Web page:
Where to stay: Gunn’s Camp is set on the Boro River, offering six Meru-style tents with en suite bathrooms and private outdoor showers. Sunset cruises, mokoro trips and bush walks are all offered here. Meanwhile, Shinde Camp is set on an island on the edge of Shinde Lagoon. Its eight tents are set beneath trees and have their own private decks. Three of them are set away from the rest and have their own shared dining area, which works well with families and groups of friends.
Zebras and meerkats in Makgadikgadi Pans National Park
Millions of years ago, a vast super lake covered much of central Botswana, including the Kalahari Desert. After drying up, it left behind huge salt pans, perfectly flat and shimmering in the baking heat. Makgadikgadi Pans National Park incorporates some of these otherworldly salt flats, as well as large tracts of coarse grassland dotted with baobabs. Exploring the park by game vehicle, you’ll find that the wildlife and landscape varies dramatically depending on the time of year.
During the dry season (April to September), the cracked, stark landscape is home to playful groups of meerkats. Many are habituated, and often come right up to you for a closer look. Bat-eared foxes patrol the pans’ fringes, while brown hyena howl to each other as they scavenge for carcasses, in direct competition with the vultures that soar overhead.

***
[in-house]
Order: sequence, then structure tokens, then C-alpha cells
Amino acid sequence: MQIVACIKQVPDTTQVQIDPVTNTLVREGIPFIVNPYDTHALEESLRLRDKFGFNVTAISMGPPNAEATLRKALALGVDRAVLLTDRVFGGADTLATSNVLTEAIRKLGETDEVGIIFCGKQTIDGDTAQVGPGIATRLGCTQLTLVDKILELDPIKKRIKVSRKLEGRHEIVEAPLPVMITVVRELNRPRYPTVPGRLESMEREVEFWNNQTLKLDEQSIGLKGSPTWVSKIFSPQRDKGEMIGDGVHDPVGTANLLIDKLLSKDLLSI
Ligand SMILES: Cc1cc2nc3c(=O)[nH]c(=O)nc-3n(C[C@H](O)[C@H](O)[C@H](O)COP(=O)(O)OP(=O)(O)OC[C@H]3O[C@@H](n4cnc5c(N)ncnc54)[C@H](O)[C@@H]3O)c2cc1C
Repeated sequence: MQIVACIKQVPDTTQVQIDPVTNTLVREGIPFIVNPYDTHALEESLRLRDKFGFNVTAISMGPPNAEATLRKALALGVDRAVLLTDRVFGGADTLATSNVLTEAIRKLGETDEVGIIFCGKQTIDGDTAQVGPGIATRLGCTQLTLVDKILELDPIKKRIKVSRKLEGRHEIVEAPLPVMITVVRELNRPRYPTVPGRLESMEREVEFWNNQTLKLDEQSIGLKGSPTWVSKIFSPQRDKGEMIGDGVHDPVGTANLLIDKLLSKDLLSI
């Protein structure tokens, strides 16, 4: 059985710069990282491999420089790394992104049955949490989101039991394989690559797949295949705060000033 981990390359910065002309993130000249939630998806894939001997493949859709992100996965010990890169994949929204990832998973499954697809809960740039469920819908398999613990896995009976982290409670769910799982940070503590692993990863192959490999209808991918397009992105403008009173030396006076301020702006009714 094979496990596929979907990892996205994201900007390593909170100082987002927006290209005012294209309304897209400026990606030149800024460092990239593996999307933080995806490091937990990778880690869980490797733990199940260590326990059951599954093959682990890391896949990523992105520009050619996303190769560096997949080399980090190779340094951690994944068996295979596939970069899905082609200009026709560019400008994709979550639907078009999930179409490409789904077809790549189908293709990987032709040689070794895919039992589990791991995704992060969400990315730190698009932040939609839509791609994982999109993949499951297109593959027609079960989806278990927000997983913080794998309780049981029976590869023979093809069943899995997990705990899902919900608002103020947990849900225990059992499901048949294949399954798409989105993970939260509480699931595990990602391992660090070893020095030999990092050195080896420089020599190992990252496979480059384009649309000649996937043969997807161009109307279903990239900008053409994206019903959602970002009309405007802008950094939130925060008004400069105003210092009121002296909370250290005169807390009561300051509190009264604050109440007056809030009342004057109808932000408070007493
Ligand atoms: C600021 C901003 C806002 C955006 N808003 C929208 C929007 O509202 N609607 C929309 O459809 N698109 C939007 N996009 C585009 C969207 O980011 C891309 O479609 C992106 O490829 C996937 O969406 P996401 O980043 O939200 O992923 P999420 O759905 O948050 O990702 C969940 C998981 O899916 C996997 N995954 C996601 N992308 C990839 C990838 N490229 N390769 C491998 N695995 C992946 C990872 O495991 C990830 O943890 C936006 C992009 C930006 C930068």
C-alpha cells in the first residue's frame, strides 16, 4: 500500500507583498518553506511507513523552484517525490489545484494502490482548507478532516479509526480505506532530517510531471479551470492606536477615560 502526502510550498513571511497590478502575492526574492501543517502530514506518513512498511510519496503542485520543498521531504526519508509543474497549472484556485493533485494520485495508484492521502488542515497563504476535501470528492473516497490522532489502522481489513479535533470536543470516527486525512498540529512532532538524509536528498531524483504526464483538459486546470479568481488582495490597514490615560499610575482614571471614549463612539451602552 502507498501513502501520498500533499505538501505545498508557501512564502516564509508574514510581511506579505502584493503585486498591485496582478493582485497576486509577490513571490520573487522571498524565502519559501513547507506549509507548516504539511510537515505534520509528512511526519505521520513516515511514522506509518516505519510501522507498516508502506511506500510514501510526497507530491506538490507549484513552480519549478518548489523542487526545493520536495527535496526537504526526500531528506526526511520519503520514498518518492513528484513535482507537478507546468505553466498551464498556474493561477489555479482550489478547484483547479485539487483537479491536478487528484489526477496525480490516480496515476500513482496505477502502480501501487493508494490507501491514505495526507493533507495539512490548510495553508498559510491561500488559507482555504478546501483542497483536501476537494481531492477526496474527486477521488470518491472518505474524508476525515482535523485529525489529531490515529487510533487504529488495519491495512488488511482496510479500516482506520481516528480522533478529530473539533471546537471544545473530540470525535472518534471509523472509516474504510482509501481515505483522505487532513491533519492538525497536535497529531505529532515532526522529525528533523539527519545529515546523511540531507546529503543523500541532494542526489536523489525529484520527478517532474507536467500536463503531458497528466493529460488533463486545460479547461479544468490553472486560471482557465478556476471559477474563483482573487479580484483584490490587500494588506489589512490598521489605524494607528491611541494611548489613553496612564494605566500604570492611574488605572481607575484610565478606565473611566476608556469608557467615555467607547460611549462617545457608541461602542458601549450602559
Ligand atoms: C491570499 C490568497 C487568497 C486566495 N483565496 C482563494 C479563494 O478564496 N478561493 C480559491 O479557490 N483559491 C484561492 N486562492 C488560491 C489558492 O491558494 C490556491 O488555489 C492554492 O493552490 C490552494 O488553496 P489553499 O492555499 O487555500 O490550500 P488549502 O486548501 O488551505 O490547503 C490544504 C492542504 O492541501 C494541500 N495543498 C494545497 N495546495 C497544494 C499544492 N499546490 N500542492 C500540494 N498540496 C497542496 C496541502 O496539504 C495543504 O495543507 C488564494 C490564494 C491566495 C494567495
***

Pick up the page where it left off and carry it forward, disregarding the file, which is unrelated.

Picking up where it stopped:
Come November, the rains begin to fall, and by January the landscape is transformed as grasses sprout and water gathers on the pans. This attracts vibrant hordes of nesting flamingoes, as well as large dazzles of zebra, which return to the pans having migrated west to the Boteti River during the dry season.
Where to stay: Meno A Kwena, set high on the banks of the Boteti River, is an excellent base from which to see huge numbers of zebra during the dry season. Its dining tent is filled with trinkets and maps that hark back to early explorers – the roof is even made from an old parachute. The nine Meru-style tents have private decks with river views, dark-wood furniture and both indoor and outdoor showers. From here you can go on game drives and boat trips along the river.